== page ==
Phase Four: Breaking silence

Phase four of the research was conducted during 2017 in partnership with The Trauma Centre for Survivors of Violence and Torture in Cape Town. I again conducted Freire style action research workshops called ‘Co-producing knowledge on Denial’. After the first workshop, many participants reported on the re-traumatisation they experienced as a result of breaking silence, albeit in a safe space. Some of them wrote and submitted poetry or reflections as requested. The stories that emerged during these workshops also impacted me as the facilitator. During the next workshop, I introduced exercises to help participants and me, to hold and contain our trauma, with the help of experienced trauma facilitators.


On reflection, I realised that the reason why people were breaking silence one after the other, was because our similar stories triggered memories and pain that many of us had buried. These stories ranged from experiences and memories of subtle and explicit racism on a day to day basis, institutional racism, forced removals, sudden deaths associated with forced removals,  domestic violence, sexual abuse, rape, child murders, gangsterism, homophobia, and a range of interpersonal, intra- and intergroup, community and societal issues that intersected to generate trauma. It felt as if we had opened up a Pandora’s Box – but one that held the potential for collective healing if the complexity of violence was confronted. We constantly ran out of time and many people asked for follow-up activities.  Despite the seriousness of the topic, humour and laughter seemed to be a thread that ran through all the workshops. This and other aspects of resilience, resourcefulness and courage displayed by traumatised people, provide a key to further research and action on low and no cost ways of de-escalating violence. It does however not provide a solution to the structure of violence.

I invited participants to co-write publications with me. It later emerged that many people had a fear of writing for publication, as they doubted their ability.  The number of very capable people who expressed this fear made me realise that this was part of internalised oppression which could be part of the constellation of historical trauma responses referred to in chapter 6. The oppression related issues that were raised, and connections between these issues grew, and were discussed beyond the workshops. When one of our peers, Joanna Flanders Thomas, who attended all the workshops, informed me in December 2017 that she had stage four cancer and that it was terminal, and once again impressed on me that I must write books on invisible/visible violence and denial and not wait for them to join me, I finally acquiesced.

Phase Five: Cohesive action

In the knowledge domain those who try to exercise what the leading Argentinian semiotician and decolonial theorist Walter D. Mignolo termed “epistemic disobedience” are disciplined into an existing methodology, in the process draining it of its profundity.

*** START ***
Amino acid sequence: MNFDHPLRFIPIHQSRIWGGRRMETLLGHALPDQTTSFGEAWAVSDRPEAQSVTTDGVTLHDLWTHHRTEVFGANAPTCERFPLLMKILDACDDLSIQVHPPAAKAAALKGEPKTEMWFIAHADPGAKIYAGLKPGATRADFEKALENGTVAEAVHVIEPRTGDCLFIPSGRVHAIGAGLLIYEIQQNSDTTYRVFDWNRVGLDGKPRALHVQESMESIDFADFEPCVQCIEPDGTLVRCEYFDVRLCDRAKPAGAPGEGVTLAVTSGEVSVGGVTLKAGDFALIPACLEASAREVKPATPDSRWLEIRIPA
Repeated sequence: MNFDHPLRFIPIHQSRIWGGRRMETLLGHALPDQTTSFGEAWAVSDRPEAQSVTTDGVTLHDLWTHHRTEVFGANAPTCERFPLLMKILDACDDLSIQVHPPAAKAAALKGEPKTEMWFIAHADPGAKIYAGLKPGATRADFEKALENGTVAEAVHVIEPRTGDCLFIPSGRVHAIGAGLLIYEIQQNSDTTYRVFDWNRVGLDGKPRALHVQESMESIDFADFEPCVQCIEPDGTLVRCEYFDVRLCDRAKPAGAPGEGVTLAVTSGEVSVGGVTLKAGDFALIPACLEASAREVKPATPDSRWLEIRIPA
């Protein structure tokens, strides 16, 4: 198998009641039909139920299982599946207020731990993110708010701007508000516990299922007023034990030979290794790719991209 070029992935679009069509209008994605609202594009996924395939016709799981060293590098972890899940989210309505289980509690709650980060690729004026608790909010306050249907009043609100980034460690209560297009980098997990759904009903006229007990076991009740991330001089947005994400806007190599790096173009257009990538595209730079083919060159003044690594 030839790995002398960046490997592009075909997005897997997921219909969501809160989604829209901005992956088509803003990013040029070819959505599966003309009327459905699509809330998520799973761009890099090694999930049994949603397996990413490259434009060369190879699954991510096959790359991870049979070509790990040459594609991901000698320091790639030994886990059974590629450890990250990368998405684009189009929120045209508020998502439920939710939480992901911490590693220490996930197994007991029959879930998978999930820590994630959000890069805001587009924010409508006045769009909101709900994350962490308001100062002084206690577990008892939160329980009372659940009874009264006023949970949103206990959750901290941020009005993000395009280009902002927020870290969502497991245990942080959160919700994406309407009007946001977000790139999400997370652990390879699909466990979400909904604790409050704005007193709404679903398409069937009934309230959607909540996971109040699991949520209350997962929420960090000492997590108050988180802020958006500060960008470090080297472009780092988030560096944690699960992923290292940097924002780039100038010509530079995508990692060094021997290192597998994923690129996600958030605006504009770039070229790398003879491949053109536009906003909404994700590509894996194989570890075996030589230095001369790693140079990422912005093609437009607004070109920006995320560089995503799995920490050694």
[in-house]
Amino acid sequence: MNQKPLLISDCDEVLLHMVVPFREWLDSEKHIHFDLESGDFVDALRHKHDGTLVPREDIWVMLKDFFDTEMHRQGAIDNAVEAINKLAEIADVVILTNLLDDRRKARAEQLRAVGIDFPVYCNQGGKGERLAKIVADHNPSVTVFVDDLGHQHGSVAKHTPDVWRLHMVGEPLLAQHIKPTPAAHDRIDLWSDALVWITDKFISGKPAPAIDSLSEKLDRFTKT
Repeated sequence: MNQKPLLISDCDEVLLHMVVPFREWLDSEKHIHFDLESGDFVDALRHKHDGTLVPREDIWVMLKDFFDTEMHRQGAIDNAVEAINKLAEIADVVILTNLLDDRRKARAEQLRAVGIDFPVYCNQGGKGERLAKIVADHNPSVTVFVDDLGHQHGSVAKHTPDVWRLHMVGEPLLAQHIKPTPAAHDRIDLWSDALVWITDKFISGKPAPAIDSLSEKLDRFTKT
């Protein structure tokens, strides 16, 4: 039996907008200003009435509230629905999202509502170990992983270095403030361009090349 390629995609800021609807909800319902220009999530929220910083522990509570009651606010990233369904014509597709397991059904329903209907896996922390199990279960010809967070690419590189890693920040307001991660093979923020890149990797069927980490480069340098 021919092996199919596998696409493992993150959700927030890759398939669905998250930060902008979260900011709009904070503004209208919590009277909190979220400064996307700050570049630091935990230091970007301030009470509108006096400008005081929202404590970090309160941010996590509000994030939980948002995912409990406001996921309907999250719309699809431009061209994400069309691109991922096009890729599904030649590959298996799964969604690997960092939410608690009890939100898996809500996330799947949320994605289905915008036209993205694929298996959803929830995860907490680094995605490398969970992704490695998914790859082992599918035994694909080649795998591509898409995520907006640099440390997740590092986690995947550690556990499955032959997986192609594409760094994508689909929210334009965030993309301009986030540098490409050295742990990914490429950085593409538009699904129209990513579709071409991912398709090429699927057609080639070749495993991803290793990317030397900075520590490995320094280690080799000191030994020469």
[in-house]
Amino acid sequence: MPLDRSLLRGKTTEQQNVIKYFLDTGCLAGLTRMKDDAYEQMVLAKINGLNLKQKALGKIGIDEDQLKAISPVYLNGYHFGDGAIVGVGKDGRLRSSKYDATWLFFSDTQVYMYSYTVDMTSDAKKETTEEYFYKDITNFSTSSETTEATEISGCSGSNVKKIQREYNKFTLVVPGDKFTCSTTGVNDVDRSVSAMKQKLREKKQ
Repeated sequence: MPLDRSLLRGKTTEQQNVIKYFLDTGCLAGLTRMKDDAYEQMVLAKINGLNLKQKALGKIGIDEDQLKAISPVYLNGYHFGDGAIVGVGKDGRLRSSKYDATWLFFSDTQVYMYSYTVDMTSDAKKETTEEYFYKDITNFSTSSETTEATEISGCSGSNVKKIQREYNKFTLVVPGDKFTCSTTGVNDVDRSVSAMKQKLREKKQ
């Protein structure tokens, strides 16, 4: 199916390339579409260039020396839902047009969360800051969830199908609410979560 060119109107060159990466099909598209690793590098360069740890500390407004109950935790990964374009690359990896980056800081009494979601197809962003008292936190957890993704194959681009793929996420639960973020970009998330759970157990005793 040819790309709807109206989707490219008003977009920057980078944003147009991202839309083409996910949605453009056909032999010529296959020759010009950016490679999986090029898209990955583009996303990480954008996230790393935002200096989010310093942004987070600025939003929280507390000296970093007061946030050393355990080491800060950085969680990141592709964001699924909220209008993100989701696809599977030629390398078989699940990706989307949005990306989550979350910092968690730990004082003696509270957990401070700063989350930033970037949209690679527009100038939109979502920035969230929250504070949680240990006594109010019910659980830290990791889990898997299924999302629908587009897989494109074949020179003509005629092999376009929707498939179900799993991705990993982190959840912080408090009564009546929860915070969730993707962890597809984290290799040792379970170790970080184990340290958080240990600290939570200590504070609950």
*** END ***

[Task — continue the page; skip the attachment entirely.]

During phase five, the book writing phase, I decided to continue to make the knowledge production road while walking it into existence, with an extended and growing network of peers inside and outside of the academy. It is more an act of empowerment than of disobedience, a quest for social justice, rather than making knowledge produced in a purely Western mode central, or ignoring it. There was a need to sidestep gatekeepers in the colonial academy who have silenced this knowledge for decades.

I engaged the services of an independent publisher to guide me in creating a ‘workshop in a book’ that would combine practitioner scholarship with collective voice. In other words, life as it happens in its complexity but committed to words on paper that engage and stretch the reader to use all their capacities and knowledge beyond the rational, trained mind. The intention is to move to a new conceptual, embodied and collective terrain of knowledge production where we hold multiple truths in tension.

An open call for 800-1000 word copyrighted vignettes of memories and observations of life under oppression(s) was made, to people of any educational level. Within days 156 people were added to a social media interest group. The 44 submissions in this book were written and submitted within days of conducting a write-shop with those who were able to attend. From there a smaller social media group was formed where information about the progress of the book was posted.  

The book contributors’ group became another space where we simply opened up in the spirit of ‘disrupting denial’. Other than the open invitation, I provided broad ideas about what people could consider writing about. These prompts were not compulsory. Each writer interpreted the open invitation in her or his own way, as can be seen in each story.

The mental map according to which the stories, poems, and analyses are organised, shows how different aspects of violence individually and in combination produce trauma. By rendering the denied interplay visible, we hope to raise questions in the mind of the reader about the null, hidden and official curricula in the study of violence.  Specifically, the book reveals the futility of pathologising and criminalising only individuals; while society’s invisible traumatising and violent practices are left virtually untouched.